To the end of the leader, Shibuya-san attaches another 6 to 9 feet of fluorocarbon tippet material. He feels that fluorocarbon is much more durable than nylon, and of course he is right. He uses a double twist figure of eight knot which he believes is the strongest knot he can use. In Tasmania, he used 4X tippet almost exclusively for our bigger trout.

As often as required, Shibuya-san floated the entire leader. He does this for better mending and more effective striking (which I will talk more about in part 2). He wouldn’t tolerate any part of the leader being underwater – even for a second!

LDL Leaders available here at The Flyfisher

Attachment to fly-line

Shibuya-san uses the needle on the end of his Tiemco clippers to poke a 2-3 mm hole into the end of his fly-line before pushing the needle out sideways. He then clips the butt of the leader to a point, before threading it up into the hole and out the side of the fly-line. Then he ties a simple Granny Knot around the fly-line. He pulls the knot tightly into the fly-line casing. He then seals it off with a drop of superglue before trimming it very close to the knot.

I really like it. It’s simple. It never gets stuck in your rod rings. You only lose 2-3 mm of fly-line every time you change your leader. Keep in mind that the double tapered line (see below) has two ends, so you’re never going to run out of taper on the end of your fly-line.


In conjunction with Scientific Anglers, Shibuya-san has developed a fly-line that is best suited to his method of fishing. It’s called an LDL line and, as mentioned earlier, it comes in a 3 weight or 4 weight double taper only. This line is on a thinner than normal core, which makes the overall fly-line thinner. This in turn leads to better and more effective mending, as well as higher line speed while false casting.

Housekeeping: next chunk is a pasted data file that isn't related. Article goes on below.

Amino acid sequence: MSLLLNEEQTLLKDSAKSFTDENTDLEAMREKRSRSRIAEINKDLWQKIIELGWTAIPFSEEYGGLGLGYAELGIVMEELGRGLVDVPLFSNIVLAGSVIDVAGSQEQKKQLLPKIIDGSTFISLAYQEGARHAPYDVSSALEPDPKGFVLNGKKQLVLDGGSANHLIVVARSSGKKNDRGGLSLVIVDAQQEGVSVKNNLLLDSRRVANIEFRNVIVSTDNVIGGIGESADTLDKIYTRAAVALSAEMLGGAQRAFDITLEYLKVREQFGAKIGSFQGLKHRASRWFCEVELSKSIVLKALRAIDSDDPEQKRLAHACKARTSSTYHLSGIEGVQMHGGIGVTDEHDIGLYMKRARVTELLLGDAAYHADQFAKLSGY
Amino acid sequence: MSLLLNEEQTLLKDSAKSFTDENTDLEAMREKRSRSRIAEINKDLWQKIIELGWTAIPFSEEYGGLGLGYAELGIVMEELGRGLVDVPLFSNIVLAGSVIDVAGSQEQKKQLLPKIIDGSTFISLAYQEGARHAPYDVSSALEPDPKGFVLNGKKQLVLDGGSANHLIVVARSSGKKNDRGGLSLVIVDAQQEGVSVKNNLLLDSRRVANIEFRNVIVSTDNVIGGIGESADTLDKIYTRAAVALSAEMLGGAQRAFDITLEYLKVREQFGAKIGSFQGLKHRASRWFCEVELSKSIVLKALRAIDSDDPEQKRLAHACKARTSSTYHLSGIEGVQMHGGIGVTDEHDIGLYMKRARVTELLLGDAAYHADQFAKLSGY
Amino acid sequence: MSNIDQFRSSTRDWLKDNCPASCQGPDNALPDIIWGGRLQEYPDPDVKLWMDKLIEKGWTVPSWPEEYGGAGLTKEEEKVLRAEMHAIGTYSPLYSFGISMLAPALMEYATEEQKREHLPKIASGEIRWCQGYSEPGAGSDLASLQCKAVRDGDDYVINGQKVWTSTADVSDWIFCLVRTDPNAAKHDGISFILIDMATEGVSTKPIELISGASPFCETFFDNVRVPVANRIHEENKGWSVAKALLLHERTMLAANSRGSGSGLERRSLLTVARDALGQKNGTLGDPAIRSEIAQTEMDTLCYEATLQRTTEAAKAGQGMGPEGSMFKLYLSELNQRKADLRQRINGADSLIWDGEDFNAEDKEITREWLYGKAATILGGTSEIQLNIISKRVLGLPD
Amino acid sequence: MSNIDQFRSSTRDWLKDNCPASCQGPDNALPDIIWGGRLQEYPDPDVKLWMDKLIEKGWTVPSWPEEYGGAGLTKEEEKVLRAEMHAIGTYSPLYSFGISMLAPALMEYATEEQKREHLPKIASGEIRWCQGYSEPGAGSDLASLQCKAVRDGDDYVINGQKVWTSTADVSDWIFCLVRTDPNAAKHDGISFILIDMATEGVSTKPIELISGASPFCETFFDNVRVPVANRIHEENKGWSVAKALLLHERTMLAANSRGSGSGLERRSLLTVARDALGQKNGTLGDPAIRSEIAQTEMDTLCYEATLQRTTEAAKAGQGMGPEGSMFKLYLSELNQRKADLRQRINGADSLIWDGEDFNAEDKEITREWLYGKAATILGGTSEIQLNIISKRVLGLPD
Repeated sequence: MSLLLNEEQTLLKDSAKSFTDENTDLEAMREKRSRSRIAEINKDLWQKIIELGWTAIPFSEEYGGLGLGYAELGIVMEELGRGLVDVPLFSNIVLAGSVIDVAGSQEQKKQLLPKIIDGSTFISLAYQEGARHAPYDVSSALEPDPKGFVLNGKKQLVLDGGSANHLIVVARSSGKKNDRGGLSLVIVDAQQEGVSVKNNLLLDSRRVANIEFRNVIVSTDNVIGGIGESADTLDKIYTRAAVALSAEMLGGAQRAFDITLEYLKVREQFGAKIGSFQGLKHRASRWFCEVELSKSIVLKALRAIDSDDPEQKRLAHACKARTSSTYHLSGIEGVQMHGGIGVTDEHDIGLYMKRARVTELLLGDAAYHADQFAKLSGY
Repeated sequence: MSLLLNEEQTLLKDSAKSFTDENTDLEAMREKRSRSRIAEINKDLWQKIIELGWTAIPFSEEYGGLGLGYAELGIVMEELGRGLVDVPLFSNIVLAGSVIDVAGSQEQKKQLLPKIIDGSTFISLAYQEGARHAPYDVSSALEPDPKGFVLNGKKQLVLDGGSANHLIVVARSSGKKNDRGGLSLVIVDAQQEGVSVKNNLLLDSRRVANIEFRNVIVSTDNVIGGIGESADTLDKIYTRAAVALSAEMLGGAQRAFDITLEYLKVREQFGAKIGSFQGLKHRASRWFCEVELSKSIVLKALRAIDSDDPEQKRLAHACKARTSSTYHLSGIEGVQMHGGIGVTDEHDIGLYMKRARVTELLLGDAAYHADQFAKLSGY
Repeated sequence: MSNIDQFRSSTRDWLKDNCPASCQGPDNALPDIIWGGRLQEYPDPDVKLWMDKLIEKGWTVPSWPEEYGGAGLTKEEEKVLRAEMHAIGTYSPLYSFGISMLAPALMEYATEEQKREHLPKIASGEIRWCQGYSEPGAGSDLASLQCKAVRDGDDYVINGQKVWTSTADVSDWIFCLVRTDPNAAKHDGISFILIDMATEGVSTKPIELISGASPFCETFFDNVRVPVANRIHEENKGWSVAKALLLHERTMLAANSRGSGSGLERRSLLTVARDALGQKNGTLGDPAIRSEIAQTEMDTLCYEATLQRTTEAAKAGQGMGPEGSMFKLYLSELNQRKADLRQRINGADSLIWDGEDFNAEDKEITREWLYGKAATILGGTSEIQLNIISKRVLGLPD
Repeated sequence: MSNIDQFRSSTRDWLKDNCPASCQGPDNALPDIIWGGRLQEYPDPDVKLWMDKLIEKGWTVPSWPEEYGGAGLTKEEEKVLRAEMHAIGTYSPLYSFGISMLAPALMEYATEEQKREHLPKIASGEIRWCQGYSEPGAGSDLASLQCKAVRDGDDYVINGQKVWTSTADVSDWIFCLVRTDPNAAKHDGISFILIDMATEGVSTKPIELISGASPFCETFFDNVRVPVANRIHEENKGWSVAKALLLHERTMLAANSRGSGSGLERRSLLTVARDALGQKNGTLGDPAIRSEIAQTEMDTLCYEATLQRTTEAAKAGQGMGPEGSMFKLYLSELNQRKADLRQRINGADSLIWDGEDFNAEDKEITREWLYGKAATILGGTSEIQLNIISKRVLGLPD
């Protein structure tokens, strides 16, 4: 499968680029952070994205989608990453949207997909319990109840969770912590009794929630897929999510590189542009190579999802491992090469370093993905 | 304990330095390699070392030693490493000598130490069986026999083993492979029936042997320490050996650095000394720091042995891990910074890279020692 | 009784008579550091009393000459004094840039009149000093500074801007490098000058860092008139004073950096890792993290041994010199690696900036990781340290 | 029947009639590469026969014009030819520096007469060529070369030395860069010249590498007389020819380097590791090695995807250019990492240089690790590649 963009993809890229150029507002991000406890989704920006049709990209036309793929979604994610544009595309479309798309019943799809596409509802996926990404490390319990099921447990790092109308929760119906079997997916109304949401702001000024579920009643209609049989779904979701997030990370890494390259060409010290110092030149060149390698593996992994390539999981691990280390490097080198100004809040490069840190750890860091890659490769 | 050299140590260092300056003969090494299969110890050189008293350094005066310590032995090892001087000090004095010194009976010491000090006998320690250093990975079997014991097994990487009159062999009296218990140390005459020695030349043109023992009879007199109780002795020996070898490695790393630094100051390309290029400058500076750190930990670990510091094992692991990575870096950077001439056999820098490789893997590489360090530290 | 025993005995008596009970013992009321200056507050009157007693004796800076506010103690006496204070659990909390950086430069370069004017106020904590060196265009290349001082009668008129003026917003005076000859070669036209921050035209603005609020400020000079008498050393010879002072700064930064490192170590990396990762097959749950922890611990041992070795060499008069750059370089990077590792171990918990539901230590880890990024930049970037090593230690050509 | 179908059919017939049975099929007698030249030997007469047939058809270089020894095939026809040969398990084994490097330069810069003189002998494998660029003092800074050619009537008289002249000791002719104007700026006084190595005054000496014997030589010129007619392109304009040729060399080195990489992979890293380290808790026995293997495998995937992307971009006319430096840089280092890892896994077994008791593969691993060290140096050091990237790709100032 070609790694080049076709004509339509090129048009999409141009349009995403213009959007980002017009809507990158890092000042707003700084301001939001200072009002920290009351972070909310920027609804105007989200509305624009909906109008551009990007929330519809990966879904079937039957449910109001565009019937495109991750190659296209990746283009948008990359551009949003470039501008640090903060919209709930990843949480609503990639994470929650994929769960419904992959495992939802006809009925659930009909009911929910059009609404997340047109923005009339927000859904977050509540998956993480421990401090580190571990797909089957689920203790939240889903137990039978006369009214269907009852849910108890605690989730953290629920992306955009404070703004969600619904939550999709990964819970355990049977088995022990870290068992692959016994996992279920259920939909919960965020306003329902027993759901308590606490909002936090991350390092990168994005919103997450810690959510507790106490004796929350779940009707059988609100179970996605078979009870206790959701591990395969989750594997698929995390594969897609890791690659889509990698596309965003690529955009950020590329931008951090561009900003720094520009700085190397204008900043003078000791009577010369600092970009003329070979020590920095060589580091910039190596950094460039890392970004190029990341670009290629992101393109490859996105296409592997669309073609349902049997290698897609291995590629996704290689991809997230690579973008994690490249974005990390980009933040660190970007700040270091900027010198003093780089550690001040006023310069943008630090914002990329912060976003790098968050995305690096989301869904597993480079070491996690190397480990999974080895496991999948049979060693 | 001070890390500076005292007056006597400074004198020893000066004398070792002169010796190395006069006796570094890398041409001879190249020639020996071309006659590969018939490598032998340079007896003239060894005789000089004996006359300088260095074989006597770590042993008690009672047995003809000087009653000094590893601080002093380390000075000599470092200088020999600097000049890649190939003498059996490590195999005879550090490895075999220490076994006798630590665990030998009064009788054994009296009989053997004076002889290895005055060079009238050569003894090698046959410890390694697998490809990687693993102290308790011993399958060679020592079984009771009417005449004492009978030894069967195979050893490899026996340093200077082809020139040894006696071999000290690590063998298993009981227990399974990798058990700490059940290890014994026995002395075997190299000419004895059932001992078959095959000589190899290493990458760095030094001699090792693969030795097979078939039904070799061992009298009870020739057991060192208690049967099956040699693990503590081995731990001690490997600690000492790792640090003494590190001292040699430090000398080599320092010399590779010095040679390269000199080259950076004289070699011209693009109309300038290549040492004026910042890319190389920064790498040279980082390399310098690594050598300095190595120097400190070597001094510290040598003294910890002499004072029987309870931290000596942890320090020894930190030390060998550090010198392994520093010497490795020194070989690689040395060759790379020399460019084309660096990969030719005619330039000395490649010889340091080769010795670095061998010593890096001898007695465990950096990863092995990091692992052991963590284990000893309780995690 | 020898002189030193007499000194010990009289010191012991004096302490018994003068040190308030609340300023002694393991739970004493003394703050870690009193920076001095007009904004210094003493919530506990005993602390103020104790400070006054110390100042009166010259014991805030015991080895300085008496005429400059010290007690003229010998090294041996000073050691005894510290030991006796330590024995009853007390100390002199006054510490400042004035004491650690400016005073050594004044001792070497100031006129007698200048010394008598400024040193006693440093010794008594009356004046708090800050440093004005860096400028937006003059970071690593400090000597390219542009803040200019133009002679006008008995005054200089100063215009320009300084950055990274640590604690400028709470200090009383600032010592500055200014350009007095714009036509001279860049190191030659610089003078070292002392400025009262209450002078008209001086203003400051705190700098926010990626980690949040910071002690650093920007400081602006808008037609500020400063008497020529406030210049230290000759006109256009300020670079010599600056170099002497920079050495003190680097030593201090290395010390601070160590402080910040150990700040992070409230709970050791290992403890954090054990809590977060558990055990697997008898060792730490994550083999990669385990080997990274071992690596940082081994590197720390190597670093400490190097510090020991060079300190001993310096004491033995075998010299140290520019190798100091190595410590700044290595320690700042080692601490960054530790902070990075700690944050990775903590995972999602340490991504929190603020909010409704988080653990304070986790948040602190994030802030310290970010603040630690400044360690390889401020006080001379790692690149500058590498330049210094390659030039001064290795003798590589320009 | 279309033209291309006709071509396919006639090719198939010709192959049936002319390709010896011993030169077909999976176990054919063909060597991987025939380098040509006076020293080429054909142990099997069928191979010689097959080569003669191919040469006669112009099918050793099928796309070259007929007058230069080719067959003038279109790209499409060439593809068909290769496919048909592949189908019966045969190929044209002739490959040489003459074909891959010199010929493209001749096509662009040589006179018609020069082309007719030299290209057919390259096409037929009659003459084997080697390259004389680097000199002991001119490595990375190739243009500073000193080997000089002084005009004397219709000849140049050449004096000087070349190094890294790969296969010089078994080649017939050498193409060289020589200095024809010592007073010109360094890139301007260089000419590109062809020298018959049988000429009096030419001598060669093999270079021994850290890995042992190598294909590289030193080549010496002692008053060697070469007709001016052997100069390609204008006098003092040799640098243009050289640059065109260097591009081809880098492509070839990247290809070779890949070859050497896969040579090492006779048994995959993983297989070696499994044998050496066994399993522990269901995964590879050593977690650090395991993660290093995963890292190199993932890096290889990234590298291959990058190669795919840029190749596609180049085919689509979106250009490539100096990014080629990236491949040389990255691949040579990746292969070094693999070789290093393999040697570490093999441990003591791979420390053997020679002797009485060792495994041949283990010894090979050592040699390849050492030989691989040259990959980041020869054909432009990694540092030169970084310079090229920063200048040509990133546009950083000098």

Furthermore, these lines have a very short front taper, which allows a very long leader to soften the turnover. The line needs a long leader to make it work well.

It’s worth noting that, in general, most commercial fly-lines work the other way around. They use a long front taper on the fly-line so you can use a relatively short leader. Shibuya-san wants the opposite, and for dry fly fishing, particularly on running water, he is right. The lines come in a bright orange colour which will helps to perfect the cast when practicing. The long leader makes sure the bright colour is far enough away from the fish that it’s not a problem.

Rod Design

A particular loop shape is key to the success of the LDL method. The loop shape is partly dependent upon your casting stroke, and mostly dependent upon the rod design. If you’re a good caster and use a fast action graphite rod, you’ll typically cast with a parallel ‘candy cane’ loop.

Shibuya-san’s self-made Tonkin cane 7’8” rod for a 4 weight line, is a very deep flexing rod. When you know what you’re doing, this sort of rod throws a loop shape which is much wider. Shibuya-san’s loop might be 8 to 10 feet wider than what you might consider to be a good narrow parallel loop. But it can be just as accurate and, I could argue, more powerful than the ‘candy cane’ loop.

So, when this loop shape is cast with the rod tilted out or tilted in at, say, 45°, the leader butt end and line land 8 to 10 feet beside the feeding line of the fish.  When Shibuya-san fishes upstream from the river true right bank, he casts with the rod tilted out. When he fishes upstream from the true left bank, he casts with the rod tilted in. This ensures that the leader break is always upstream of the fish, and on the angler’s side of it.

In the Spring issue, we’ll talk more about the detail of the LDL technique.